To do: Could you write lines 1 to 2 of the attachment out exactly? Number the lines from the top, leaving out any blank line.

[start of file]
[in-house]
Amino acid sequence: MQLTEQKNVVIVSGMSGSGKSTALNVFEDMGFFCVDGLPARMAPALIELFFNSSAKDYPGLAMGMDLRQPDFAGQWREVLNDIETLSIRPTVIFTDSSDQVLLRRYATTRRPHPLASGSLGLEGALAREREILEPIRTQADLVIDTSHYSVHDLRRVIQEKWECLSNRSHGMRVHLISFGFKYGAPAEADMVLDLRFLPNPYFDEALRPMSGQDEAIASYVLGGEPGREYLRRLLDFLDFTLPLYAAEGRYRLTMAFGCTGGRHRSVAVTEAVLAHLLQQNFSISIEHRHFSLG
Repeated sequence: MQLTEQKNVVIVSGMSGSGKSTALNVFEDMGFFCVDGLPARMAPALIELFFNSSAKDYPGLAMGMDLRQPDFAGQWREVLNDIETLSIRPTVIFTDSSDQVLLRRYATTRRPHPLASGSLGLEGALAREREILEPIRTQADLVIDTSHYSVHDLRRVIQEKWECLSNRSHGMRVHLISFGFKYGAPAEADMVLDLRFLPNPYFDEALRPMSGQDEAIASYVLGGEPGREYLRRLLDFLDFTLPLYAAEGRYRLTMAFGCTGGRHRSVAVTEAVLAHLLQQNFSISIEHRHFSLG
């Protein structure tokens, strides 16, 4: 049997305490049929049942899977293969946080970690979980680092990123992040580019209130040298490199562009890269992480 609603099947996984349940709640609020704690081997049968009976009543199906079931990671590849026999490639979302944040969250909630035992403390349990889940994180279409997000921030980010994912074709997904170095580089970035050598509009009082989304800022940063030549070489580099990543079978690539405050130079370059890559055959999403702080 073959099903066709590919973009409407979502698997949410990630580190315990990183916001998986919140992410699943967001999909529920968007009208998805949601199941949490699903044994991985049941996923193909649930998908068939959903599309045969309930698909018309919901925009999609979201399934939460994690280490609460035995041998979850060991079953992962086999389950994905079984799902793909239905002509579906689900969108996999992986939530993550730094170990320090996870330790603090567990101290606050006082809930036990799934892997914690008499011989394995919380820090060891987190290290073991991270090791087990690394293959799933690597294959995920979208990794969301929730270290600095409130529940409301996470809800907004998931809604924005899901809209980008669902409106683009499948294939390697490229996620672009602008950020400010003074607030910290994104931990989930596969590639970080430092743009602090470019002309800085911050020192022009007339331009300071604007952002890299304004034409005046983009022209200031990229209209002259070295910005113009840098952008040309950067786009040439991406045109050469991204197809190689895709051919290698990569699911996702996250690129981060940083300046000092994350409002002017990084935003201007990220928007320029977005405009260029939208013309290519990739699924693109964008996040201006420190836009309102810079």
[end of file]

[in-house]
Amino acid sequence: MQLTEQKNVVIVSGMSGSGKSTALNVFEDMGFFCVDGLPARMAPALIELFFNSSAKDYPGLAMGMDLRQPDFAGQWREVLNDIETLSIRPTVIFTDSSDQVLLRRYATTRRPHPLASGSLGLEGALAREREILEPIRTQADLVIDTSHYSVHDLRRVIQEKWECLSNRSHGMRVHLISFGFKYGAPAEADMVLDLRFLPNPYFDEALRPMSGQDEAIASYVLGGEPGREYLRRLLDFLDFTLPLYAAEGRYRLTMAFGCTGGRHRSVAVTEAVLAHLLQQNFSISIEHRHFSLG